Google’s China plan isn’t just evil — it’s bad for business


Google’s campus in Beijing. (Thomas Peter/Reuters)

Google is proposing a new Faustian bargain with the Chinese government that isn’t just morally wrong; it’s also terrible for business. Experience has shown that American tech companies that sell their souls for access to the Chinese market also end up losing their shirts.

Ever since the Intercept revealed that Google has been secretly working with Beijing to build a censored search engine, code-named Dragonfly, the company has faced unprecedented public criticism and internal angst. Members of Congress and Google’s own employees are demanding explanations from an unusually silent leadership team led by chief executive Sundar Pichai, the reported mastermind behind Google’s multifaceted expansion into China, which includes partnering on artificial intelligence.

It’s shocking to learn that the company whose motto was “Don’t be evil” has been caught compiling user data to create blacklists. If Google does launch a censored search engine, it will be complicit in mass surveillance, broad Orwellian social control and the suppression of free speech. The scheme is a “coup for the Chinese government” and spells trouble for any company that wants to do business in China without compromising core values, lawmakers wrote to Pichai on Aug. 3.

But that’s not the only reason Google’s foray into China is so disastrous. The company would be placing its people and its assets at huge risk by putting its future in the hands of the Chinese government. The record shows that rarely works out well.

The lure of the huge Chinese Internet market is tantalizing, but the reality is much different. Beijing has a state policy of stealing intellectual property from any foreign business within its borders and giving it to China’s own national champion companies, which obviously destroys fair competition.

The Trump administration’s drive to stop China’s forced technology transfer and intellectual property theft was the impetus for the current trade war. Having one of the United States’ largest tech giants strike a side deal with Beijing undermines the entire effort.

Moreover, U.S. tech companies that cave to Beijing’s demands don’t get rewarded with kindness; more often, it’s the opposite. This year, Apple agreed to place iCloud servers and data within the government’s reach. This week, Chinese state media threatened to punish Apple in retaliation for the Trump administration’s tariffs by cutting off its access to cheap, Chinese labor.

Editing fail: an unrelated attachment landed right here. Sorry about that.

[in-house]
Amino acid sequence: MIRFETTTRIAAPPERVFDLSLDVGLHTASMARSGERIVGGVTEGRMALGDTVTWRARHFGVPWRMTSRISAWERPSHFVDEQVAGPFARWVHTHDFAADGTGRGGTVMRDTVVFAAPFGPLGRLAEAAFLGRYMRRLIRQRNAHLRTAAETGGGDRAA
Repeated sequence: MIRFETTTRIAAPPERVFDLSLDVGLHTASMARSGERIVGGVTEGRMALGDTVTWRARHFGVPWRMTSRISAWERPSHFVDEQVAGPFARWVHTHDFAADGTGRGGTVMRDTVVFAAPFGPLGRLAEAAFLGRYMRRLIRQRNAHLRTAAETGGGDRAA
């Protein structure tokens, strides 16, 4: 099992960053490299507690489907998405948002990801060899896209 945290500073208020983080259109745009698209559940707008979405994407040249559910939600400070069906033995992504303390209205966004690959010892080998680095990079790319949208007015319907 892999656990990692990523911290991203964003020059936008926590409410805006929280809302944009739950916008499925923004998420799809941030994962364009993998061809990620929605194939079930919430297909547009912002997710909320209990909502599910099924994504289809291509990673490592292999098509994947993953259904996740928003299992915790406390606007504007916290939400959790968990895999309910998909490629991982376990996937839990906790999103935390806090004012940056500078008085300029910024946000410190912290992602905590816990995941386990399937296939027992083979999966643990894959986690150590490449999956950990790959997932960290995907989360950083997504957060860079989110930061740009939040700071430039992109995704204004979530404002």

In 2015, Qualcomm agreed to pay an almost $1 billion fine to China and lower its royalty rates for Chinese manufacturers — at huge cost to the company. In thanks, last month the Chinese government effectively killed Qualcomm’s bid to acquire Dutch chipmaker NXP.

Sure, Beijing will allow American companies to make money in China — as long as they stay in the Communist Party’s good graces and until China’s own national champions are ready to take over. A core tenet of Beijing’s “Made in China 2025” strategy is for Chinese tech companies to supplant U.S. firms, not to cooperate with them.

“Beijing’s ultimate goal is for domestic companies to replace foreign companies as designers and manufacturers of key technology and products first at home, then abroad,” the U.S.-China Economic and Security Review Commission wrote in its 2017 report.

For all these reasons, it’s clear the U.S. tech industry’s future is not inside China; it’s in the rest of the world that is resisting Chinese tech domination. While China is huge as a market, India, Africa and Southeast Asia are big, too. In most countries, companies that protect data and don’t cooperate with the Chinese government have the advantage.

What’s strange is that Google already knows all this, because it largely pulled out of China after Chinese hackers penetrated company servers in 2010 to spy on dissidents and steal U.S. national security information. At the time, co-founder Sergey Brin argued that the costs of cooperating with Chinese government censorship were not worth the benefits.

Brin, who lived his early childhood in the Soviet Union, also said he didn’t want Google to support the spread of totalitarianism worldwide.

“One of the reasons I am glad we are making this move in China is that the China situation was really emboldening other countries to try and implement their own firewalls,” he said.

Google built a culture in which doing good was prioritized to a degree that it attracted and earned the trust of the world’s best minds. To sacrifice that trust in pursuit of limited profits would be the most serious business failure in Google history. Employee dissent recently caused Google to end a controversial contract with the Defense Department. If leadership ignores concerns about working with the Chinese government, those employees couldn’t be blamed for walking out the door, taking Google’s future with them.

The good news for Google is that it’s not too late. The company’s executives can correct their mistake by shuttering the Dragonfly project and repurposing all that data to thwarting the Great Firewall rather than reinforcing it. Then they should shift their broader focus to beating China, not joining it. There’s still time for Google to save its soul — and its business.

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